In any case, you need docker “somewhere”. Some people install it on their Windows 10 – but that would be something I would never recommend, because in my opinion, it belongs on a “server”, simply because the memory management is much better and all that.. .
You are probably familiar with AJ’s blogpost on how to setup a nice local Docker Environment based on a Windows Core in a Hyper-V. I find it the ideal way to work with docker images locally, to be used for local development, testing, previewing, … you know .. a flexible and clean way to manage many different builds of Dynamics NAV.
You are also quite familiar with the navcontainerhelper, probably. I absolutely love that PowerShell module that Freddy created. It basically solves the problem to call typical Dynamics NAV cmdlets remotely. When you look at the code (it’s all available on GitHub, by the way), it’s full of “Invoke-Command”, meaning that a function in the navcontainerhelper-module executes a number of NAV cmdlets remotely on the container. It’s much easier to work with, because you avoid having to enter the container session, and execute the cmdlets one-by-one.
So, what is this new module all about then?
Well, the downside of having a windows core docker host – or any “remote” docker host for that matter – is that you still have to enter remote sessions, and execute PowerShell from there. Just consider the following scenarios:
So, in both cases – you need to log into another machine. And all I want to do is repetitive tasks time and time again.
That’s where my new module comes into play. It’s definitely not a replacement of the navcontainerhelper – in the contrary – it’s dependent on it for some tasks. But it’s one step further, for the cases you are not working on the same machine as you have installed Docker – which appear to be the majority of the times, in my case.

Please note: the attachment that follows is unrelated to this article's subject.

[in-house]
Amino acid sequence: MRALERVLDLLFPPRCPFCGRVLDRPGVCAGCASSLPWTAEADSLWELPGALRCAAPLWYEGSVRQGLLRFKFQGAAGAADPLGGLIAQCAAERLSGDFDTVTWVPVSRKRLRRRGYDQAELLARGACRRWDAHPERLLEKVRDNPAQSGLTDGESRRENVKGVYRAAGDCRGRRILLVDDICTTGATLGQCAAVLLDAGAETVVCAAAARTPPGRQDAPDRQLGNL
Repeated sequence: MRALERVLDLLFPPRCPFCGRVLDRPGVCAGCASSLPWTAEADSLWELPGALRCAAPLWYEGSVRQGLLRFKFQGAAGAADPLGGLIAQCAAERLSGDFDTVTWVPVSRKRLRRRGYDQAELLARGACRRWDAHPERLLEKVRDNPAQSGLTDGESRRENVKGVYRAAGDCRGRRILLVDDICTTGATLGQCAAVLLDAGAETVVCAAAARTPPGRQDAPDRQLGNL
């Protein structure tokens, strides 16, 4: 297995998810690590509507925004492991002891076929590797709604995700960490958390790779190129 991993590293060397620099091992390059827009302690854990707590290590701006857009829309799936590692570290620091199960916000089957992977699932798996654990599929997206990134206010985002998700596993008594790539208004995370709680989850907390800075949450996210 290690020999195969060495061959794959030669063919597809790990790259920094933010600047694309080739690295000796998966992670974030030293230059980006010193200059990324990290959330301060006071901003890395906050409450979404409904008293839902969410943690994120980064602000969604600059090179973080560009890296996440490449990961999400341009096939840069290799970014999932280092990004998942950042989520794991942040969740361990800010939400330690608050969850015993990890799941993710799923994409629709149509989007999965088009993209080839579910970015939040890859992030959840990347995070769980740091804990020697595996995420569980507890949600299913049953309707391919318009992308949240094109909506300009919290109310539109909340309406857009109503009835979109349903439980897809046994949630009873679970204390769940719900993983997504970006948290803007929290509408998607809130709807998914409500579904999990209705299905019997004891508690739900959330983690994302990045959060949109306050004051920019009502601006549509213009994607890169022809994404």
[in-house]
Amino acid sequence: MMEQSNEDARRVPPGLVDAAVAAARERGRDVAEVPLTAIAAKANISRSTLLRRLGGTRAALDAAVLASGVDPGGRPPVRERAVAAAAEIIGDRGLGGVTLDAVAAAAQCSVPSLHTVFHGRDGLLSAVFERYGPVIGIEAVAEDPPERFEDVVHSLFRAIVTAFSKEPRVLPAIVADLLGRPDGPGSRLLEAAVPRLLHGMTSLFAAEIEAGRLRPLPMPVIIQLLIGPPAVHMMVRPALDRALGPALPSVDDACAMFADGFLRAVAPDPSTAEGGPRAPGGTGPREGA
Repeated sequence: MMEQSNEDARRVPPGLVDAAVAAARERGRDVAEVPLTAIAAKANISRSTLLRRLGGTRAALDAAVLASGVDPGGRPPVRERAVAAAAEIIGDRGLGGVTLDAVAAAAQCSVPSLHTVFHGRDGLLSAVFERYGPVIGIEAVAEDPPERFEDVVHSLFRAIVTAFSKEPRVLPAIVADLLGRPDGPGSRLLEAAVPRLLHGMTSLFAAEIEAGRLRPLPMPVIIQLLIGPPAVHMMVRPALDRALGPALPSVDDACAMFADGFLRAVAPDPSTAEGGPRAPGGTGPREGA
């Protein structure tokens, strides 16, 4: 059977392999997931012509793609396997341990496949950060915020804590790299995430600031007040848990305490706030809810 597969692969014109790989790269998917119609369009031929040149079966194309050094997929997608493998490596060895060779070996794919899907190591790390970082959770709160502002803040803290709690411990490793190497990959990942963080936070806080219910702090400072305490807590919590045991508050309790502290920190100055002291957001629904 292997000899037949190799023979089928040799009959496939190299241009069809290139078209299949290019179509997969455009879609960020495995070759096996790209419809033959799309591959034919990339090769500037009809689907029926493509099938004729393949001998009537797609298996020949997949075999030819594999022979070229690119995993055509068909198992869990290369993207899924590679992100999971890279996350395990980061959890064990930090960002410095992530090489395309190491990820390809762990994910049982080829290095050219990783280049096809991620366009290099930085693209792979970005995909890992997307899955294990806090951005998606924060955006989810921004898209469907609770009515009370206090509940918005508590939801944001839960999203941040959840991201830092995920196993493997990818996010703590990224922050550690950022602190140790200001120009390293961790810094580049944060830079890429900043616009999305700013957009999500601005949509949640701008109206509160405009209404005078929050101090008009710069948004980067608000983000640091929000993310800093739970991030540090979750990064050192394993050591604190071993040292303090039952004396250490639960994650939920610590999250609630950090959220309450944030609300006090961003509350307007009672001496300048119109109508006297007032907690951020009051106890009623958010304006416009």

I created two examples. Basically for me to be able to test the module .. But also to illustrate in what way you are able to use them. All scripts where I use the module, can be found on my github in this folder here: https://github.com/waldo1001/Cloud.Ready.Software.PowerShell/tree/master/PSScripts/NAV%20Docker/RemoteDocker
You see it contains a number of folders. Each folder represents a scenario. So, it contains scripts to be run against an AzureVM (where you enabled Remote PowerShell), and the other folder “waldocorevm” works against my local VM that contains docker.
Both folders contain a _Settings.ps1, which basically contains the connection details for that specific scenario. All the other scripts in the folder, work with these settings and with the CRS.RemoteNAVDockerHostHelper-module, to do what it’s entended for.
For example if you want to test to upgrade an app, just look at the UpgradeApp.ps1 and you’ll see it’s quite simple. No remoting, nothing, just calling a “simple” powershell function from the module, and all will be done for you in the background. Here is an example of the clean-script being executed from my laptop, but is going to remove all apps on a container of my VM on Azure: